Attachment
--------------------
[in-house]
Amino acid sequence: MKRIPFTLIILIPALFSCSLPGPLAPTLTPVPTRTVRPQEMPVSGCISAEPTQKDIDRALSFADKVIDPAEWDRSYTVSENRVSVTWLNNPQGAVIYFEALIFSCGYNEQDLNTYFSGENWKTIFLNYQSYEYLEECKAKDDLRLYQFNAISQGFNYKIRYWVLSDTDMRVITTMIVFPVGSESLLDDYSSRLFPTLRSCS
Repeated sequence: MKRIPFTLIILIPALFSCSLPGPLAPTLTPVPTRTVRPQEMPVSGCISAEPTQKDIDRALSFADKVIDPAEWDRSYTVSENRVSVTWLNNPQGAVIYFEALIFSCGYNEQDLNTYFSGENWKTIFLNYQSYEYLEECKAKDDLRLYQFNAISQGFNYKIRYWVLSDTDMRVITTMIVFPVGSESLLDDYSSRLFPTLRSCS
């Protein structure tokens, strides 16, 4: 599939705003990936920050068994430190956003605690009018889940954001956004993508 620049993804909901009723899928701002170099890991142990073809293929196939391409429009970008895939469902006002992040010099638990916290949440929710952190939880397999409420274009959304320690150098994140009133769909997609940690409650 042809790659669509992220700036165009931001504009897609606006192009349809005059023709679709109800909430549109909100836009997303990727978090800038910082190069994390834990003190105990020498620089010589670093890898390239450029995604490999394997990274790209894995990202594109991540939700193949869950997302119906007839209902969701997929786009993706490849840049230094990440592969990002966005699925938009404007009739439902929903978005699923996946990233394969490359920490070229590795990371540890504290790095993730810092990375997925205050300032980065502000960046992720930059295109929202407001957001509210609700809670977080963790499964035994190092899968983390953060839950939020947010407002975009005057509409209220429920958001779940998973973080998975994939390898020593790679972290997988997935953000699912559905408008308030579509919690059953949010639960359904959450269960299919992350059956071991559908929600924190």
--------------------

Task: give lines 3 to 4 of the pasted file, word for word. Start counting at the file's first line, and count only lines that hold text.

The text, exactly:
Repeated sequence: MKRIPFTLIILIPALFSCSLPGPLAPTLTPVPTRTVRPQEMPVSGCISAEPTQKDIDRALSFADKVIDPAEWDRSYTVSENRVSVTWLNNPQGAVIYFEALIFSCGYNEQDLNTYFSGENWKTIFLNYQSYEYLEECKAKDDLRLYQFNAISQGFNYKIRYWVLSDTDMRVITTMIVFPVGSESLLDDYSSRLFPTLRSCS
């Protein structure tokens, strides 16, 4: 599939705003990936920050068994430190956003605690009018889940954001956004993508 620049993804909901009723899928701002170099890991142990073809293929196939391409429009970008895939469902006002992040010099638990916290949440929710952190939880397999409420274009959304320690150098994140009133769909997609940690409650 042809790659669509992220700036165009931001504009897609606006192009349809005059023709679709109800909430549109909100836009997303990727978090800038910082190069994390834990003190105990020498620089010589670093890898390239450029995604490999394997990274790209894995990202594109991540939700193949869950997302119906007839209902969701997929786009993706490849840049230094990440592969990002966005699925938009404007009739439902929903978005699923996946990233394969490359920490070229590795990371540890504290790095993730810092990375997925205050300032980065502000960046992720930059295109929202407001957001509210609700809670977080963790499964035994190092899968983390953060839950939020947010407002975009005057509409209220429920958001779940998973973080998975994939390898020593790679972290997988997935953000699912559905408008308030579509919690059953949010639960359904959450269960299919992350059956071991559908929600924190």